The necessary and sufficient condition for (7) reads [5], [6]:
$$ | <\tilde W_{j+1}, \tilde W_j> | = {\rm tr} \, \bigl( \varrho_j^{1/2}
\varrho_{j+1} \varrho_j^{1/2} \bigr)^{1/2} \quad {\rm for}
\quad j = 1, \dots , m-1 \eqno(8) $$
It should be remarked that
$$ p(\varrho_1, \varrho_2) := \bigl( {\rm tr} \, \bigl( \varrho_1^{1/2}
\varrho_2 \varrho_1^{1/2} \bigr)^{1/2} \bigr) \eqno $$
is called {\it transition probability} of the pair $\varrho_1, \varrho_2$.
If (8) and hence (7) is fulfilled, the remaining arbitrariness
is in a regauging $\tilde W_j \to \epsilon_j U \tilde W_j$ of
the subdivision by numbers of modulus one and by an independent of
$j$ unitary $U$ - provided the rank of the density operators (1) remains
constant.
This, however, means the gauge invariance of the quantity
$$ X \mapsto \nu_{{\bf c}}^{subdivision}(X) = \xi \,
<\tilde W_1, X \tilde W_m> \eqno $$
and it depends therefore only on the ordered set of the density
operators $\varrho_k = W_k W_k^*$ .
In the limit of finer and finer subdivisions,
$$ X \mapsto \nu_{{\bf c}}(X) := \lim \, \nu_{{\bf c}}^{subdivision}(X)
, \eqno(11) $$
one obtains a gauge invariant linear form depending only on the original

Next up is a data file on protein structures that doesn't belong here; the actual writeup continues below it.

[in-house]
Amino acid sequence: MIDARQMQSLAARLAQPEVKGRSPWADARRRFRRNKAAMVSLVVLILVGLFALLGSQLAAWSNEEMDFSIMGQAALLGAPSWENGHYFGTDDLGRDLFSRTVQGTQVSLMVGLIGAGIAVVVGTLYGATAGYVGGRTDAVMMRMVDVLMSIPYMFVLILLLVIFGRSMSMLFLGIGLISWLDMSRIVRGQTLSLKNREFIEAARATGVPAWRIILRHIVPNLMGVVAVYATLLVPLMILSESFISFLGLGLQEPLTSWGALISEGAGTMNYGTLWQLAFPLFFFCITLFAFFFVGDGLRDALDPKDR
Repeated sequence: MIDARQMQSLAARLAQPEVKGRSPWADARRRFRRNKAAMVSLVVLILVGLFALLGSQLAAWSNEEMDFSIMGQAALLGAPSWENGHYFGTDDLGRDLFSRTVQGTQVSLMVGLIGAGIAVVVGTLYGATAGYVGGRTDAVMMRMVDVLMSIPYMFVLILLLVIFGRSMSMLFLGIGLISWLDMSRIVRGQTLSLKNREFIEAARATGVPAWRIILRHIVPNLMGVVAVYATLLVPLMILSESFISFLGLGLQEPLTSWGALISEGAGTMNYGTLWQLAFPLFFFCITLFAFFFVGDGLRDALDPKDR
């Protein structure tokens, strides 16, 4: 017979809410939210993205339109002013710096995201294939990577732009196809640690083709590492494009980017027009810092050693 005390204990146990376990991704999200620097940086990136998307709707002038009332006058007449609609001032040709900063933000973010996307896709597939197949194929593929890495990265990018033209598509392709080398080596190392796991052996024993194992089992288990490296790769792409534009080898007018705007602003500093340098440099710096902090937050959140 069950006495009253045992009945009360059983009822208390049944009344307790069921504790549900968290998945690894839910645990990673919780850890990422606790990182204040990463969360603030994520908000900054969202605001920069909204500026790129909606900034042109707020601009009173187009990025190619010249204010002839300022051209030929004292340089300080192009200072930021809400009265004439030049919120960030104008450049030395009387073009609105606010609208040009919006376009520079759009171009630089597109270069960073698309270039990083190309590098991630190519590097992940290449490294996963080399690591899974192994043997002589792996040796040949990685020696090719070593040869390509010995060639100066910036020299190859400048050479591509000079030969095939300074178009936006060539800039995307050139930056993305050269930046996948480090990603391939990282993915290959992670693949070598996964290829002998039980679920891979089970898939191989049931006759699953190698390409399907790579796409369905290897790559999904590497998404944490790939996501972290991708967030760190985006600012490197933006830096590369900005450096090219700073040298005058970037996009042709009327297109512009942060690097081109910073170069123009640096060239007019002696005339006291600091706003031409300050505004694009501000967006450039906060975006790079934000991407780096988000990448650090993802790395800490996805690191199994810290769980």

path (1). For closed loops of pure states the number
$\nu_{{\bf c}}({\bf 1})$ is exactly Berry's phase factor.
\smallskip
(11) defines a certain noncommutative product integral. For curves
of faithful density operators it can be conveniently expressed by
the help of the geometric (quadratic) mean
$$ a \# b := a^{1 \over 2} \, ( a^{-{1 \over 2}} b
a^{-{1 \over 2}} )^{1 \over 2} \, a^{1 \over 2} \eqno(12) $$
of two positive operators [8], [9].
To this end one introduces the {\it holonomy} $V({\bf c})$
of ${\bf c}$ by
$$ \nu_{{\bf c}}(X) = {\rm tr } V({\bf c}) \varrho_0 X \eqno(13) $$
to find [20] ( - in [20] the exponents are not correctly assigned - )
$$ V({\bf c}) = \lim_{subdivisions} \,
( \varrho_m \# \varrho_{m-1}^{-1} )
( \varrho_{m-1} \# \varrho_{m-2}^{-1} )
\cdots ( \varrho_2 \# \varrho_1^{-1} )
\eqno(14) $$
\smallskip
My next aim is to obtain expressions of the above procedure which are
more manageable. One idea is to use an infinitesimal variant of (8).